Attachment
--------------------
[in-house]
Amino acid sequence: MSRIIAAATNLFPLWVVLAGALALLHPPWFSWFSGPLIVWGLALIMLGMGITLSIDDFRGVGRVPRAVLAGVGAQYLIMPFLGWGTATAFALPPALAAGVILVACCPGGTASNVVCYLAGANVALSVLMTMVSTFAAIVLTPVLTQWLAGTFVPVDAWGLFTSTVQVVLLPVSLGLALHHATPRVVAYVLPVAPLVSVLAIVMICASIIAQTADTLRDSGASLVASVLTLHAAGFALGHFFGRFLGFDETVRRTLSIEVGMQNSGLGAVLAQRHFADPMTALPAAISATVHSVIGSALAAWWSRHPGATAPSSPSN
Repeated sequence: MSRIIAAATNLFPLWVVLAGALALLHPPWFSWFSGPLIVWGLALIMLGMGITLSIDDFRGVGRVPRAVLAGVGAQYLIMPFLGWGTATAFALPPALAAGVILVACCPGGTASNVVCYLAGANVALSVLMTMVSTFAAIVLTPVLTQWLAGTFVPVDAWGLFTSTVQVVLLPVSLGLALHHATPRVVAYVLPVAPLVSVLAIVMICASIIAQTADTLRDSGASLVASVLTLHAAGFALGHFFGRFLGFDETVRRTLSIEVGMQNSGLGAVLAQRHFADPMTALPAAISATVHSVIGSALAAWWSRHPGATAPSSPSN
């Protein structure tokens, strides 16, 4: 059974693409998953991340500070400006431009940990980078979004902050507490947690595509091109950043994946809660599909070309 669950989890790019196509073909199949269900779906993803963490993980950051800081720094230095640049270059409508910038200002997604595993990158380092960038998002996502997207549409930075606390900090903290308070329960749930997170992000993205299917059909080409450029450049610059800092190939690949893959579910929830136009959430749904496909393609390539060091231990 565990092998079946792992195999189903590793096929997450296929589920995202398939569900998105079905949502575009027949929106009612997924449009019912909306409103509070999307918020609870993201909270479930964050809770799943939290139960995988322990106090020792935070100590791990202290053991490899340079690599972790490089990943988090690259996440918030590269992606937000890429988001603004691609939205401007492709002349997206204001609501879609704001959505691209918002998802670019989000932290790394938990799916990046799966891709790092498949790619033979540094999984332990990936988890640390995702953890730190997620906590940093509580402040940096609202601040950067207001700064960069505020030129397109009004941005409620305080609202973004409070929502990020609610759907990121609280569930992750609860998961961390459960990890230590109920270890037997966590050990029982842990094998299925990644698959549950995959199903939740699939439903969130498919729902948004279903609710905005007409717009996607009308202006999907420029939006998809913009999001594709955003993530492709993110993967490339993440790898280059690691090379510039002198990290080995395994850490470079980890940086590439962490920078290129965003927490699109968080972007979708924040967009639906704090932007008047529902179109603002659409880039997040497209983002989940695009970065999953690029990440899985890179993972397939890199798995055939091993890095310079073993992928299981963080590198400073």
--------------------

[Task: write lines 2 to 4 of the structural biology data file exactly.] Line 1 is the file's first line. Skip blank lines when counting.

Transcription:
Amino acid sequence: MSRIIAAATNLFPLWVVLAGALALLHPPWFSWFSGPLIVWGLALIMLGMGITLSIDDFRGVGRVPRAVLAGVGAQYLIMPFLGWGTATAFALPPALAAGVILVACCPGGTASNVVCYLAGANVALSVLMTMVSTFAAIVLTPVLTQWLAGTFVPVDAWGLFTSTVQVVLLPVSLGLALHHATPRVVAYVLPVAPLVSVLAIVMICASIIAQTADTLRDSGASLVASVLTLHAAGFALGHFFGRFLGFDETVRRTLSIEVGMQNSGLGAVLAQRHFADPMTALPAAISATVHSVIGSALAAWWSRHPGATAPSSPSN
Repeated sequence: MSRIIAAATNLFPLWVVLAGALALLHPPWFSWFSGPLIVWGLALIMLGMGITLSIDDFRGVGRVPRAVLAGVGAQYLIMPFLGWGTATAFALPPALAAGVILVACCPGGTASNVVCYLAGANVALSVLMTMVSTFAAIVLTPVLTQWLAGTFVPVDAWGLFTSTVQVVLLPVSLGLALHHATPRVVAYVLPVAPLVSVLAIVMICASIIAQTADTLRDSGASLVASVLTLHAAGFALGHFFGRFLGFDETVRRTLSIEVGMQNSGLGAVLAQRHFADPMTALPAAISATVHSVIGSALAAWWSRHPGATAPSSPSN
């Protein structure tokens, strides 16, 4: 059974693409998953991340500070400006431009940990980078979004902050507490947690595509091109950043994946809660599909070309 669950989890790019196509073909199949269900779906993803963490993980950051800081720094230095640049270059409508910038200002997604595993990158380092960038998002996502997207549409930075606390900090903290308070329960749930997170992000993205299917059909080409450029450049610059800092190939690949893959579910929830136009959430749904496909393609390539060091231990 565990092998079946792992195999189903590793096929997450296929589920995202398939569900998105079905949502575009027949929106009612997924449009019912909306409103509070999307918020609870993201909270479930964050809770799943939290139960995988322990106090020792935070100590791990202290053991490899340079690599972790490089990943988090690259996440918030590269992606937000890429988001603004691609939205401007492709002349997206204001609501879609704001959505691209918002998802670019989000932290790394938990799916990046799966891709790092498949790619033979540094999984332990990936988890640390995702953890730190997620906590940093509580402040940096609202601040950067207001700064960069505020030129397109009004941005409620305080609202973004409070929502990020609610759907990121609280569930992750609860998961961390459960990890230590109920270890037997966590050990029982842990094998299925990644698959549950995959199903939740699939439903969130498919729902948004279903609710905005007409717009996607009308202006999907420029939006998809913009999001594709955003993530492709993110993967490339993440790898280059690691090379510039002198990290080995395994850490470079980890940086590439962490920078290129965003927490699109968080972007979708924040967009639906704090932007008047529902179109603002659409880039997040497209983002989940695009970065999953690029990440899985890179993972397939890199798995055939091993890095310079073993992928299981963080590198400073």